I was too young to go to the evening pictures, so I never saw any newsreel about the war in other countries. Now that we were in the war as well, it was exciting but when I saw how upset Mum and Mrs. Edwards were, it didn’t seem that it would be so. Mr Edwards was a sailor and was somewhere far away at sea.

A man came round to our homes to show us how to put up black-out curtains in all our windows, and we were told to stick some gummed paper on all the glass, this was a job for us children, it took ages. All the gas streetlights were put out and any cars that could be used had to have dimmed lights and white stripes on the mudguards. Street signs were taken down so as not to show the enemy where he was. Even the Green Line coaches vanished from the parking place next to The Carpenters Arms and converted to ambulances for London. 

After the first months of getting ready for what-ever happens, nothing did happen.  The nights were darker with the black-out, otherwise things seemed to be just the same. For the next few weeks, we were glued to the wireless every night, the news now was about our war, rather than the one far away. We heard that Mr. Edward’s ship was some-where in the Pacific Ocean, and luckily, away from the war. Posters were everywhere, telling us about how to protect ourselves in case of an air-raid, and saying ‘Careless talk costs lives’ and such as that.

Lots of the young men joined up, some even saying they were older than they really were, just to get in the services including the Wade boys, Porky Turner and Pedlar Phillips, they all became soldiers. The two Hyde brothers, Glynn, and Owen joined the Navy. Nearly every family had a young man in the services, they all looked so smart in their uniforms. Some men were disappointed, because they were prevented from joining up as they were vital to the war effort in the factories. Younger men became messengers, the ones who were too old joined the LDV, later to become the Home Guard. Deirdre’s husband, Gordon, joined the RAF, and was posted to Scotland straight away, she followed him a couple of months later.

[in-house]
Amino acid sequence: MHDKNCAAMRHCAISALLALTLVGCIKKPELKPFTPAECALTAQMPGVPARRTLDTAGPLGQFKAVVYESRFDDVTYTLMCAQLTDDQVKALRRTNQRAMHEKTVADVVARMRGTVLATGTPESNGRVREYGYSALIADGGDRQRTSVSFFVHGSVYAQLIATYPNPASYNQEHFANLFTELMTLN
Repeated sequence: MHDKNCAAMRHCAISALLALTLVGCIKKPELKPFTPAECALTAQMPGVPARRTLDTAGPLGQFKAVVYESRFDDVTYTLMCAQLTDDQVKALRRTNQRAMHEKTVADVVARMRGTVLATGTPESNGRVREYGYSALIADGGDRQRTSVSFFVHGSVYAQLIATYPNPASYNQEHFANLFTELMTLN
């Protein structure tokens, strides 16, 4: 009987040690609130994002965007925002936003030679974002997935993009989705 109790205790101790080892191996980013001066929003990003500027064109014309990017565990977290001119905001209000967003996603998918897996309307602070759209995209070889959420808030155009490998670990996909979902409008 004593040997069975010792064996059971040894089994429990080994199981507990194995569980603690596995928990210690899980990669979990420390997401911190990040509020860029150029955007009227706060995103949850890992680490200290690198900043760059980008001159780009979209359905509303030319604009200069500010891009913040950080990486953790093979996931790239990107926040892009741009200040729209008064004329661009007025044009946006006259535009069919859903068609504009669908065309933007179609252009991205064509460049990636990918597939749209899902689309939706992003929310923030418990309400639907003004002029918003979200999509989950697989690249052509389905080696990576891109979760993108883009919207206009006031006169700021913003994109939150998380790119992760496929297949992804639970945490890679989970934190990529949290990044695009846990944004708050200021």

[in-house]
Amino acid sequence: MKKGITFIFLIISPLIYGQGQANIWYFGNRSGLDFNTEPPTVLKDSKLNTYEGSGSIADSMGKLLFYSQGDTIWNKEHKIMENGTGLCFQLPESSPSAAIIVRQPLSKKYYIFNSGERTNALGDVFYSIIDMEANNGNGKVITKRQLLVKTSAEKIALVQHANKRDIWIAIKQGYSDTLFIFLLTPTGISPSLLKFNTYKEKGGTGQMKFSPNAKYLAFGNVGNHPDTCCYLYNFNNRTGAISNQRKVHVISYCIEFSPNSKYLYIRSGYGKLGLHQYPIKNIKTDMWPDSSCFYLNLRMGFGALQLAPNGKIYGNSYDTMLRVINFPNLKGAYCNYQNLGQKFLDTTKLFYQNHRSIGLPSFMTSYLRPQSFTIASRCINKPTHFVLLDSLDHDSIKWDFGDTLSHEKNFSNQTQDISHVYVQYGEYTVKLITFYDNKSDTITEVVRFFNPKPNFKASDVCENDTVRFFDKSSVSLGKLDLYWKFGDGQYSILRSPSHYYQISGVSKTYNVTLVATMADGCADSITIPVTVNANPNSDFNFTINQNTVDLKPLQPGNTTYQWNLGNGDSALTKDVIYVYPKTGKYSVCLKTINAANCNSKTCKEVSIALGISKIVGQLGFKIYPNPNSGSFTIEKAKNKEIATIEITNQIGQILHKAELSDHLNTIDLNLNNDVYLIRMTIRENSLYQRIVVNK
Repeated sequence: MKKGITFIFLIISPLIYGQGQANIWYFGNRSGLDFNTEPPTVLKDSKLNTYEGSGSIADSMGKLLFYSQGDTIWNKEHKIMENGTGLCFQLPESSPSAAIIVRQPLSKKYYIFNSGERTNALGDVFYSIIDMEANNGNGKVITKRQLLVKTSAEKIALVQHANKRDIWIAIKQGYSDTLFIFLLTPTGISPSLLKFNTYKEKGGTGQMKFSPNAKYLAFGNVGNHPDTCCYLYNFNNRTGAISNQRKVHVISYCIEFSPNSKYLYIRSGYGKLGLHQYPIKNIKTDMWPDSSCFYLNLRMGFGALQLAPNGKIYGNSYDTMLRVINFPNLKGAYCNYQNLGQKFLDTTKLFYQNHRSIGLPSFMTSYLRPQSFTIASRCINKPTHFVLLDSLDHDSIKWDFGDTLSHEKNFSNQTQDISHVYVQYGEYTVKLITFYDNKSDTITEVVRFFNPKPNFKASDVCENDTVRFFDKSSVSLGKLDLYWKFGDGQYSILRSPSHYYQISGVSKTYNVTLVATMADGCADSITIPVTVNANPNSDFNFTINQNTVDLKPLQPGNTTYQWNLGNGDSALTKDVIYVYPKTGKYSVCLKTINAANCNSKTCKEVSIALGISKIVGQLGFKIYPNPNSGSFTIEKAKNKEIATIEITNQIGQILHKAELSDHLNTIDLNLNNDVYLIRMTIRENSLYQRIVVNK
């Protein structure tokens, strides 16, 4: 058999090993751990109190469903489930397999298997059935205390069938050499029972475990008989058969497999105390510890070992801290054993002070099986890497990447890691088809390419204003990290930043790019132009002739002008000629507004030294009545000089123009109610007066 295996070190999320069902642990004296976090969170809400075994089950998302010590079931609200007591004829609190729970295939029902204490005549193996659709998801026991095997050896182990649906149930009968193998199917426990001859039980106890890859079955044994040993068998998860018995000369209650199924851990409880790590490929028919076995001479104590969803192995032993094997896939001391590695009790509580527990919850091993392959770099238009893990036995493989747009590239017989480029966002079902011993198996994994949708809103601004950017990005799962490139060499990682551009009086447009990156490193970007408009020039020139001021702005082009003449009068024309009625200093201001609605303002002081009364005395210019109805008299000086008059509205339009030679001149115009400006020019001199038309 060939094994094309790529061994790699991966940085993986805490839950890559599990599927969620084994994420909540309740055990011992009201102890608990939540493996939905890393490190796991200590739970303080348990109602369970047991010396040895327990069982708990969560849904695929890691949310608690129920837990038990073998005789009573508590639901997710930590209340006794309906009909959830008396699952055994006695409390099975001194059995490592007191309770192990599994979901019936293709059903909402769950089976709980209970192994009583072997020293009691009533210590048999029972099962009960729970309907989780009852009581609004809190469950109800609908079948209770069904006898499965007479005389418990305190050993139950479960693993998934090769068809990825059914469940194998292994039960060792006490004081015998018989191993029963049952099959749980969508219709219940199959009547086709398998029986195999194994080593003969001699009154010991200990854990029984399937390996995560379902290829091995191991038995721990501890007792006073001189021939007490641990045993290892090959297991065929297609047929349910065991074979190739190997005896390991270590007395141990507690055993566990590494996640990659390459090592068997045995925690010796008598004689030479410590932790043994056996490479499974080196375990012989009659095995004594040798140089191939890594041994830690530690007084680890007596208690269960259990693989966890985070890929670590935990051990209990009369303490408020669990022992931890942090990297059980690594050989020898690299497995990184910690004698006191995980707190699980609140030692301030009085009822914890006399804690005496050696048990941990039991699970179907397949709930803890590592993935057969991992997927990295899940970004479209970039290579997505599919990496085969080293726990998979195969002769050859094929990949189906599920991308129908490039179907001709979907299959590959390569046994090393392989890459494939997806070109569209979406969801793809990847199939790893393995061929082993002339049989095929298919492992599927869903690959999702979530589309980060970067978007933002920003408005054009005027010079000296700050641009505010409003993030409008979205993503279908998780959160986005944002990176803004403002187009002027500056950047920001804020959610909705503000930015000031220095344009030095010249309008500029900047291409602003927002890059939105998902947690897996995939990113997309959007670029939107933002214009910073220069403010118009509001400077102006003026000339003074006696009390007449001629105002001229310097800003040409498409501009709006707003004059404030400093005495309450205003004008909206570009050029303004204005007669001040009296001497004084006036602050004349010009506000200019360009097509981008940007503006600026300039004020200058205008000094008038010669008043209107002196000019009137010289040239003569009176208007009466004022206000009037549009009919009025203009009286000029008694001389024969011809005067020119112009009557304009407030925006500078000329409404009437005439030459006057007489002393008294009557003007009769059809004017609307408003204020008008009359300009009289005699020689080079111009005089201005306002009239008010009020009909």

Air-raid shelters were built into the ground, but some like the one in the Picture Palace car park, were just built of bricks, they looked very flimsy, so no-one used them—except as a lavatory! The one at the beginning of Barker Road was built under-ground and was considered safe to use, although it was right next to the railway, always a target for bombers. At first this one was used mainly by women and children, it seemed that even when the air-raid siren went, mixing unrelated men and women in such a confined space at night was asking for trouble. This modesty was soon abandoned after the first bomb landed in the field on the other side of the railway track,

 This shelter was virtually a home to some families, they had installed beds and heaters, much to the annoyance of some other families. I saw all these things happening around me, but thought nothing much of it, it just seemed the sort of thing that would have to be done in a situation like this.

To the Government it must have felt like an epidemic. They had to react so quickly to the threat of immediate invasion, and despite just coming out of a depression, they were able to put all these precautions into effect within a few weeks, it was an amazing feat—something, even with all our experts and government advisers, we seem unable to do now, in twenty-twenty.-one.

Author: madeinchertsey

Born in 1932, this is a collection of stories of my childhood growing up in Chertsey, and some stories of my later life.